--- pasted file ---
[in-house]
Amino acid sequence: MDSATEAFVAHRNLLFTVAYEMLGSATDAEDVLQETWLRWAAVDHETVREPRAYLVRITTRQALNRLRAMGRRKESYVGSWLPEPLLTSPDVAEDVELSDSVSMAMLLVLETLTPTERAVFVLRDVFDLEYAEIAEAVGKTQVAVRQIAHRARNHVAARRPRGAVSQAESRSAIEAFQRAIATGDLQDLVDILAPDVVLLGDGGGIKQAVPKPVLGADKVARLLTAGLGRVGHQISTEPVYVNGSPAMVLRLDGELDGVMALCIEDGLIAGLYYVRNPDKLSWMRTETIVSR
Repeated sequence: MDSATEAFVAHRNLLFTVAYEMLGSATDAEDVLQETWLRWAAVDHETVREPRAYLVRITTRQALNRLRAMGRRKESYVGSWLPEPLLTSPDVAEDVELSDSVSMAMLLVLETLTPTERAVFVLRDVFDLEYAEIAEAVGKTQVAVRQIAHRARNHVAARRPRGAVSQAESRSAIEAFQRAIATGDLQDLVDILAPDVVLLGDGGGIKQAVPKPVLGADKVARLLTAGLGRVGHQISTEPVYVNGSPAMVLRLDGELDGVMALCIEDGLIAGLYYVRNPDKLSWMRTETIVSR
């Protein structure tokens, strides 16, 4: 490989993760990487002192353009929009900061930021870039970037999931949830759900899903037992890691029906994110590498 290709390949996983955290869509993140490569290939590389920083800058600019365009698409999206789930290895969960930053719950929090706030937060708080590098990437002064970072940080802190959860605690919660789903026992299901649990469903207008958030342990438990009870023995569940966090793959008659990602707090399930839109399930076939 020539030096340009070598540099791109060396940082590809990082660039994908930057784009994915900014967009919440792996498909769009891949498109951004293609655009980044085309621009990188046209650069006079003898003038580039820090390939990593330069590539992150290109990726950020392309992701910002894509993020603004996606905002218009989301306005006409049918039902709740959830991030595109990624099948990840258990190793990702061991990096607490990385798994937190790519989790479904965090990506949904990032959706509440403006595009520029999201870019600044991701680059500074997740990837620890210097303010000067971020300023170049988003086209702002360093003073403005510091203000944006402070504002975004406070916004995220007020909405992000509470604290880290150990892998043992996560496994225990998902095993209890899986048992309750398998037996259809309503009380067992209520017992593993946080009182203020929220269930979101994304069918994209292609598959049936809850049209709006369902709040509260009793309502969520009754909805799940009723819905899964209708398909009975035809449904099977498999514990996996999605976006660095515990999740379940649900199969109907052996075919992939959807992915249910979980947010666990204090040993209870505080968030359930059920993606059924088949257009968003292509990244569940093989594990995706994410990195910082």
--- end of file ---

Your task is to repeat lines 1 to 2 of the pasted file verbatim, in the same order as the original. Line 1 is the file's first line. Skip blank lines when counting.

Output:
[in-house]
Amino acid sequence: MDSATEAFVAHRNLLFTVAYEMLGSATDAEDVLQETWLRWAAVDHETVREPRAYLVRITTRQALNRLRAMGRRKESYVGSWLPEPLLTSPDVAEDVELSDSVSMAMLLVLETLTPTERAVFVLRDVFDLEYAEIAEAVGKTQVAVRQIAHRARNHVAARRPRGAVSQAESRSAIEAFQRAIATGDLQDLVDILAPDVVLLGDGGGIKQAVPKPVLGADKVARLLTAGLGRVGHQISTEPVYVNGSPAMVLRLDGELDGVMALCIEDGLIAGLYYVRNPDKLSWMRTETIVSR